1.0E28  2,164,895,594    N = Nbr. of X^Y terms            ?



   Computer processing time is roughly proportional to the Nbr. of Ax + By Candidates.  Thus the run time for each new row is about 4 1/2 to 5 times longer than the row above it. (The actual ratio appears to approach 10^(2/3) ~= 4.64. It’s actually worse for the largest powers due to increased hash table densities.)

   Available computer memory space is also a limiting factor as the search area becomes larger. When the search is extended to CZ <= 1.0E24, there are 101,078,157 rows in the XY table. Relevant information has to be stored in the computer for all 101,078,157 of these. If you tried to physically print the XY list using single spacing typing at 6 lines per inch, the printed list would be over 265 miles long.

(There’s an interesting side note that the number of XY terms that are less than the limit seems to asymptotically approach the cube root of the limit.)



Results of the Computer Search

   There are no counterexamples to Beal’s Conjecture with CZ <= 1.0E24. A variation of the program assumed that at least one of the exponents ("X" and "Y") must be >= 5. this allowed a search to 1.0E27. There were no counterexamples within this search range.

The last solution with CZ under 1.0E24 is:
999,9994 + 999,9993 = 99,999,9003  (= 9.99997E23)  gcd(A, B, C) = 999,999

The last solution where one of the bases (A, B, C) is a prime number is:
310,0874 + 99,537,9273 = 99,848,0143 (=9.95447E23)  gcd(A, B, C) = 310,087   (310,087 is prime)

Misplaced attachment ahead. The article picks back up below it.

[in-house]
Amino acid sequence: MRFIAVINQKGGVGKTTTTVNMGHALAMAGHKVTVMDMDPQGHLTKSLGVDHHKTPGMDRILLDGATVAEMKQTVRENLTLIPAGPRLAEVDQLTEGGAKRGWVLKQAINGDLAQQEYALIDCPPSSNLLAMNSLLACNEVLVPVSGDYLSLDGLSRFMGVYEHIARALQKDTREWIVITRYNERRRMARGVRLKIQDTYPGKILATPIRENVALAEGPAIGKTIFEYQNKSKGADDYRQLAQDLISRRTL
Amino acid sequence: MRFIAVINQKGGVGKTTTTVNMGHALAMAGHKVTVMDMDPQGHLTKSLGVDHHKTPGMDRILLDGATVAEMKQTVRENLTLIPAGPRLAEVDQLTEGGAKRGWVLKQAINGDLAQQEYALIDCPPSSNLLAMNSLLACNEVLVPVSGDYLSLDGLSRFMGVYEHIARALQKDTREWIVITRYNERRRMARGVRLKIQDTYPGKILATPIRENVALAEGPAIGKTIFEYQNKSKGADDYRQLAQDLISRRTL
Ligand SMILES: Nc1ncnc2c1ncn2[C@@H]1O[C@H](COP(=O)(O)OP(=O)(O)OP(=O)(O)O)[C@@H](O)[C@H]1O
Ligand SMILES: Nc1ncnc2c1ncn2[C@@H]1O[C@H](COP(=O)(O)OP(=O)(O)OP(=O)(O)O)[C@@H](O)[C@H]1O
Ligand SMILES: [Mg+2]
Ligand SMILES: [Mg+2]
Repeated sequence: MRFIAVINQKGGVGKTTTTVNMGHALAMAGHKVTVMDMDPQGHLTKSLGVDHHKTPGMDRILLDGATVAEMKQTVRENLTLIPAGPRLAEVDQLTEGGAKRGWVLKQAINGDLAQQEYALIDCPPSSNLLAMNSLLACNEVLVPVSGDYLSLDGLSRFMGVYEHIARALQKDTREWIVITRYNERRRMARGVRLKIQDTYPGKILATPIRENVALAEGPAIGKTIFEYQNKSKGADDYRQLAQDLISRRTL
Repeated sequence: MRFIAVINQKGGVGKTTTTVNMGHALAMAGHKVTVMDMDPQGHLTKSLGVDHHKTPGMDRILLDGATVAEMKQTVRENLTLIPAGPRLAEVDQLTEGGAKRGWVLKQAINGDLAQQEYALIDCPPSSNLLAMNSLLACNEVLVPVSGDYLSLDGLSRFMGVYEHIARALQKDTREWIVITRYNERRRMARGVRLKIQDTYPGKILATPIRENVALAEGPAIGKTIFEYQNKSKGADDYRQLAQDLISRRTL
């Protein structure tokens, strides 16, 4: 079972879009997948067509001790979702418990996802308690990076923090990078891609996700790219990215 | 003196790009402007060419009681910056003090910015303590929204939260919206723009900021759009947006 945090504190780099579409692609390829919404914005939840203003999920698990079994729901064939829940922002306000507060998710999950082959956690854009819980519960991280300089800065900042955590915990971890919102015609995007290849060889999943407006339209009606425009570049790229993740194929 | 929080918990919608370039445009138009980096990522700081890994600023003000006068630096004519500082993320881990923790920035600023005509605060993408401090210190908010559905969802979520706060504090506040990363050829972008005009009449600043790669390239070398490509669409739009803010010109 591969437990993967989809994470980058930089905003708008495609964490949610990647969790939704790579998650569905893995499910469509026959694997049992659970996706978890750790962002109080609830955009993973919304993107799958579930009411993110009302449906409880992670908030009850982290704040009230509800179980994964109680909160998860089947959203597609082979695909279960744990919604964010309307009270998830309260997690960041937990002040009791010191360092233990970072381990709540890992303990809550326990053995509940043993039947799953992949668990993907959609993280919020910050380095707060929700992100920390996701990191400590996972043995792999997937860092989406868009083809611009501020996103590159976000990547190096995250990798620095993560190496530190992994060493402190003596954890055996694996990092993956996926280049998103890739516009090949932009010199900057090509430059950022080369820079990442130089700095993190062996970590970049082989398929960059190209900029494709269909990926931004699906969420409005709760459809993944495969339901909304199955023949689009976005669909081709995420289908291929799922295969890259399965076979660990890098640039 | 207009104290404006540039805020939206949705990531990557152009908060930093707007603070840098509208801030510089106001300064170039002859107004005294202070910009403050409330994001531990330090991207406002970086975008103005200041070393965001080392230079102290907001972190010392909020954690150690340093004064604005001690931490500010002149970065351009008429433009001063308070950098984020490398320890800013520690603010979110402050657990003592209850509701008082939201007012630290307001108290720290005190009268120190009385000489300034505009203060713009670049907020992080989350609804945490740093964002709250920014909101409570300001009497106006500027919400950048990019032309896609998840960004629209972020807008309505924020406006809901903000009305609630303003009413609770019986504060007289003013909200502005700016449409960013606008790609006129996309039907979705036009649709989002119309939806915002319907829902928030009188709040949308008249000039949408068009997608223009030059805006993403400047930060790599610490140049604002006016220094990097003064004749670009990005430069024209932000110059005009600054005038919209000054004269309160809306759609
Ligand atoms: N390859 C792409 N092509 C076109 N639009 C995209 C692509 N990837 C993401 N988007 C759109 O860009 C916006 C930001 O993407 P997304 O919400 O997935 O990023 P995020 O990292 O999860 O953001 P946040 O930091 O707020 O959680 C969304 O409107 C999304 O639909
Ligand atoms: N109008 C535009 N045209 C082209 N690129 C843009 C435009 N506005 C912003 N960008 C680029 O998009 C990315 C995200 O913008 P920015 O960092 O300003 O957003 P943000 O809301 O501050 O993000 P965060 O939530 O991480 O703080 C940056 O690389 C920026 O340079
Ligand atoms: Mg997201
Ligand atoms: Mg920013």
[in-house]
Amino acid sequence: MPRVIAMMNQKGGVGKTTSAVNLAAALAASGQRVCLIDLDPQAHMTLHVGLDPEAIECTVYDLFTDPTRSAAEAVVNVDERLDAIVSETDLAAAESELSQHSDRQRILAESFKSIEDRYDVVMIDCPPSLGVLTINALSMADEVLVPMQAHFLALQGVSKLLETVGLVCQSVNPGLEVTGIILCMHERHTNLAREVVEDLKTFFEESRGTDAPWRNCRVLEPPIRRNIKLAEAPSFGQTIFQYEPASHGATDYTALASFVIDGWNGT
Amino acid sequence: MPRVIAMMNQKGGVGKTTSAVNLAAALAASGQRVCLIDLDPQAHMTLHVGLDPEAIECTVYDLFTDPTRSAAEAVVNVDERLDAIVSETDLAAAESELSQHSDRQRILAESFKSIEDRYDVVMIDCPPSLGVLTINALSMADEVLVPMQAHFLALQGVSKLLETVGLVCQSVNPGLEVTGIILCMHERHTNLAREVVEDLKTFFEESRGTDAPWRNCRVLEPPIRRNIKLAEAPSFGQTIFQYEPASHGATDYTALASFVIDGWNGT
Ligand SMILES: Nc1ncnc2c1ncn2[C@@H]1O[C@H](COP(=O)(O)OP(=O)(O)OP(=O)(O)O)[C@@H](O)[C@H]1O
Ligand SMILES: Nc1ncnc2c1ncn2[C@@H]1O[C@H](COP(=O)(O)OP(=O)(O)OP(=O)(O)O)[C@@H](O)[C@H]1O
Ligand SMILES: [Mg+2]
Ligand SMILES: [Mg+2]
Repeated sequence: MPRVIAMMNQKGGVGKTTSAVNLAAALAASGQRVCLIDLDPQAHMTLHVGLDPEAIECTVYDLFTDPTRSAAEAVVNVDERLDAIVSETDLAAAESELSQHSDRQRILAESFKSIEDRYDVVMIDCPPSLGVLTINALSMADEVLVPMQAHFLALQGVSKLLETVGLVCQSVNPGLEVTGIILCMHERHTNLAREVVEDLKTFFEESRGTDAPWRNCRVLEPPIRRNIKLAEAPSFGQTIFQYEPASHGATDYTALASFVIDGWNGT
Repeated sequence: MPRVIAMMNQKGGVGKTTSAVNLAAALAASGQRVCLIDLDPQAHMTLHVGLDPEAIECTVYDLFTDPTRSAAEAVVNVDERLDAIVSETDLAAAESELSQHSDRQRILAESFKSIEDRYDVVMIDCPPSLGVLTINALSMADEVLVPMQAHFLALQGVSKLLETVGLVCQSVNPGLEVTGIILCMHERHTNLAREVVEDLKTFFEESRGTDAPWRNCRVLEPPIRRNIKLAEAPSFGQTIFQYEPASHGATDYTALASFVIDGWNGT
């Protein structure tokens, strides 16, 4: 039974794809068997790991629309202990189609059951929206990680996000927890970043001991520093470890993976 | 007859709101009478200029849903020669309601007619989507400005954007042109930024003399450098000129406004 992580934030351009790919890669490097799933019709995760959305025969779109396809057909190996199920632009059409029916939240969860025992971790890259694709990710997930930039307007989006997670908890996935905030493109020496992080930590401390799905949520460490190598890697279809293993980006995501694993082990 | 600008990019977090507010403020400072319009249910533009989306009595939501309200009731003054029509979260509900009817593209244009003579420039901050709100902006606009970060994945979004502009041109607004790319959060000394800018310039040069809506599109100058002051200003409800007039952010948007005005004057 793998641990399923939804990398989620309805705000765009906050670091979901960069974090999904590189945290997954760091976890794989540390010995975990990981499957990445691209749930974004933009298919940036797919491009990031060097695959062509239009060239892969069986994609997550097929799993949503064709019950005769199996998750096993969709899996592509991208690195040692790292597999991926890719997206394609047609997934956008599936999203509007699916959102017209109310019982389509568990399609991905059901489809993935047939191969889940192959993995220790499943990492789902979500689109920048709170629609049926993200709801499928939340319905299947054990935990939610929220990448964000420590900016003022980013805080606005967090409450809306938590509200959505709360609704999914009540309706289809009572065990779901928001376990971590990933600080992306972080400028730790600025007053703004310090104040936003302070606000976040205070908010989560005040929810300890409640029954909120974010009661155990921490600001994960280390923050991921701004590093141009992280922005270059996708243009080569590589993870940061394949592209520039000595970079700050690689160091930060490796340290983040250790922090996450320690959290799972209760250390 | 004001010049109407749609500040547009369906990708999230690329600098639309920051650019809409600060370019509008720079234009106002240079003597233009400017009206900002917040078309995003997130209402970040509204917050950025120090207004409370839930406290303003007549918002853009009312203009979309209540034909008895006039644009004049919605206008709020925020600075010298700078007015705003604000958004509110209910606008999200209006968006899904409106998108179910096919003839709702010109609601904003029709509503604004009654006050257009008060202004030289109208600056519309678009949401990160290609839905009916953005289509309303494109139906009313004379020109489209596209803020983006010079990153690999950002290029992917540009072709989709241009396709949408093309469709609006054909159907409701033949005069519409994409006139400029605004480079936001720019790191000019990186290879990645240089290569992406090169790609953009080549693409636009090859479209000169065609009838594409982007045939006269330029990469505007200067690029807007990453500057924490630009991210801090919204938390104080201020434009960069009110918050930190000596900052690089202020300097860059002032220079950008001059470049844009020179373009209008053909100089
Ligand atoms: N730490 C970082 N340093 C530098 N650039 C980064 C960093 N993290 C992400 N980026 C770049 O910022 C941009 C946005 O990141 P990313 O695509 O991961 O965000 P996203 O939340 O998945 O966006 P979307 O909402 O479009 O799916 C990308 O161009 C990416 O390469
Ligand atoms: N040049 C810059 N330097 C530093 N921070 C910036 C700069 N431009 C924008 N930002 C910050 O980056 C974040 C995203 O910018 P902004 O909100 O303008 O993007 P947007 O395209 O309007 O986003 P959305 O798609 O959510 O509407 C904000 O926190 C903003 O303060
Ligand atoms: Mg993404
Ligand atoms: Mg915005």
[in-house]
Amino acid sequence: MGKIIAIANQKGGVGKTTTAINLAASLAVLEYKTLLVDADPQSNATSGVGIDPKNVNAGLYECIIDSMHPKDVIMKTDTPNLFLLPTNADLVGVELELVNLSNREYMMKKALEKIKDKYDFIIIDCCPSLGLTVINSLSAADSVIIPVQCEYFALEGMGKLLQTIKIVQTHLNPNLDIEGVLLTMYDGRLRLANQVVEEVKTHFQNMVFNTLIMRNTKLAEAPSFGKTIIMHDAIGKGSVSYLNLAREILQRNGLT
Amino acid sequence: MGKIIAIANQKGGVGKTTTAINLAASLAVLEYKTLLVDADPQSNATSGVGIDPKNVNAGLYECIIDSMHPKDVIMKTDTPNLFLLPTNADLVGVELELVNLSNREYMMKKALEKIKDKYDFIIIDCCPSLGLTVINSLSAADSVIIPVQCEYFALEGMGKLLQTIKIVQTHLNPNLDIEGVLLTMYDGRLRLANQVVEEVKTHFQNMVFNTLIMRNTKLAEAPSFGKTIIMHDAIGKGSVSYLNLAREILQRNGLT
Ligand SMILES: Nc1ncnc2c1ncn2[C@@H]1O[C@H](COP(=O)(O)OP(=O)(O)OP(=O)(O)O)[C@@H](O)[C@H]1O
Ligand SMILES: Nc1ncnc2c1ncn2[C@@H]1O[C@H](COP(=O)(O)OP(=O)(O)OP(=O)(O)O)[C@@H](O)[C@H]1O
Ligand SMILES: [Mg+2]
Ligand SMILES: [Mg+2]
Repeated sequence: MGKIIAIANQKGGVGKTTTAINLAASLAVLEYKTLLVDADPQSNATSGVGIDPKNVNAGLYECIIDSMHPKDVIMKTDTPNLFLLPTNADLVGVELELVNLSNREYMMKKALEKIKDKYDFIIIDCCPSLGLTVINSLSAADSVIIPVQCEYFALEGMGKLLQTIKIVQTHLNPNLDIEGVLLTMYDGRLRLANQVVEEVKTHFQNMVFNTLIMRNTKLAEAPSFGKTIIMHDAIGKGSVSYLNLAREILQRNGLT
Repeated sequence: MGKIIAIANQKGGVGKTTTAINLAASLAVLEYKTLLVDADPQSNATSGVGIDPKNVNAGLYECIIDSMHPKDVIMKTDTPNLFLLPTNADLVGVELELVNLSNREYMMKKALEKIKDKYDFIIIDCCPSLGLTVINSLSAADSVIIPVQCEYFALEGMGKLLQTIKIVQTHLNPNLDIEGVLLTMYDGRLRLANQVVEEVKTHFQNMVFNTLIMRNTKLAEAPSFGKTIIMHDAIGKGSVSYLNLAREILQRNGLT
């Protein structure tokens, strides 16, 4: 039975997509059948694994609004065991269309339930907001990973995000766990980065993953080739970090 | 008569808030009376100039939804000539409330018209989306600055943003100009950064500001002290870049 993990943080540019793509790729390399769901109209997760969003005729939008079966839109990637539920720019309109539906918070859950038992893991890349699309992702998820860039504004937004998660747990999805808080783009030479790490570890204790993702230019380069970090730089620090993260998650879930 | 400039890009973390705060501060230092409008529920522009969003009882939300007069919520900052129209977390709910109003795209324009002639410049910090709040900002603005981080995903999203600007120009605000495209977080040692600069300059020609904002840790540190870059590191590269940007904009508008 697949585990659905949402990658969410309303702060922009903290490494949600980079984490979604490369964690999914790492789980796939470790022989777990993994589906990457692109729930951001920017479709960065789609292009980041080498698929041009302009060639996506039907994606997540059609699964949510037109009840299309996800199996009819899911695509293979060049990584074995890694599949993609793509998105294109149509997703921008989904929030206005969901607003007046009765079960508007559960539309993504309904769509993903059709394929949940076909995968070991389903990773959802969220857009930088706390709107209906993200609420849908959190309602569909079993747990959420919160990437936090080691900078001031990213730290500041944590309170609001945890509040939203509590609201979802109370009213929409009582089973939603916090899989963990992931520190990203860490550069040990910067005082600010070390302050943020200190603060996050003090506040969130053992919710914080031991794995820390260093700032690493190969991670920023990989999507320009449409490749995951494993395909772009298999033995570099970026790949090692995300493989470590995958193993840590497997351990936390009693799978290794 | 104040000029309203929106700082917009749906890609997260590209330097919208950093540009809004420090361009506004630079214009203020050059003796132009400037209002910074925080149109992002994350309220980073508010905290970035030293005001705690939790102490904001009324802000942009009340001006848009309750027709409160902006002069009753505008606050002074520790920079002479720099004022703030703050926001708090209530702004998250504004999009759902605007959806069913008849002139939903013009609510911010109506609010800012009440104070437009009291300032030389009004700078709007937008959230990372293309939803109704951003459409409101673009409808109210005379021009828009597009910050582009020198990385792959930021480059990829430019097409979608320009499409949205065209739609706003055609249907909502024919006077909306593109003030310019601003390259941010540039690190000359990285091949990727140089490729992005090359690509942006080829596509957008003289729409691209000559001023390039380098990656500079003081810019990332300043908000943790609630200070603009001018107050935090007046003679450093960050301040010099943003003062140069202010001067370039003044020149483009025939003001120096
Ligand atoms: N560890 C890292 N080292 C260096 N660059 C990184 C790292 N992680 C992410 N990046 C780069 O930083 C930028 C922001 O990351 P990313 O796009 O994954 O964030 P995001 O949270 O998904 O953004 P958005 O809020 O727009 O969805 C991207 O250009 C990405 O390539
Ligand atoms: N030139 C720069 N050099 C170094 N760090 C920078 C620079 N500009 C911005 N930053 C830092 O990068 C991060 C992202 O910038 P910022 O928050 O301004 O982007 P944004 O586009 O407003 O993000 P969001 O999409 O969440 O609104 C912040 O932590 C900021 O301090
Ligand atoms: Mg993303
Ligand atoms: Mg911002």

All 19,581 solutions for Cz <= 1.0E24 can be seen in the file http://durangobill.com/Beals24simple.txt . Data in the file has been limited to just the Count and the variables A, x, B, y, C, z so that it can be easily read into an Excel file. You will probably want to add additional columns for Ax, By, Cz, gcd(A, B, C), etc.

   The bad news is that, up through Cz <= 1,000,000,000,000,000,000,000,000, each of the 19,581 “Solutions” has some common factor. . To win the $1,000,000 prize (for a counterexample), some solution must be found where the A, B, and C terms don’t have a common factor.

   For the equation AX + BY = CZ, there has been some speculation that two of the exponents (X,Y,Z) must be the same (as per above) – or that they can be transformed into an equivalent expression where they are the same. As an example of something that can be transformed we have:
43 + 26 = 27
This can be transformed to:
43 + (22)3 = 27
In the above example, the exponent “6” has been transformed to a “3”.

 Some examples that disprove this conjecture include:
1623 + 274 = 97
4863 + 275 = 317

   Computer hardware for the search consisted of 2 Intel i7, 6-core systems. The computer program language is “C”, and the author’s programs “play with the bits”. One version of the computer algorithm used a 27-bit hash table lookup system. (Another version used remainders from modulo arithmetic.) 11 copies of the program ran in parallel, and each had its own search area. Each program had its own 2GB of RAM. And the current optimized version of the combination still takes 7 weeks running 24/7 to find all combinations up to 1024.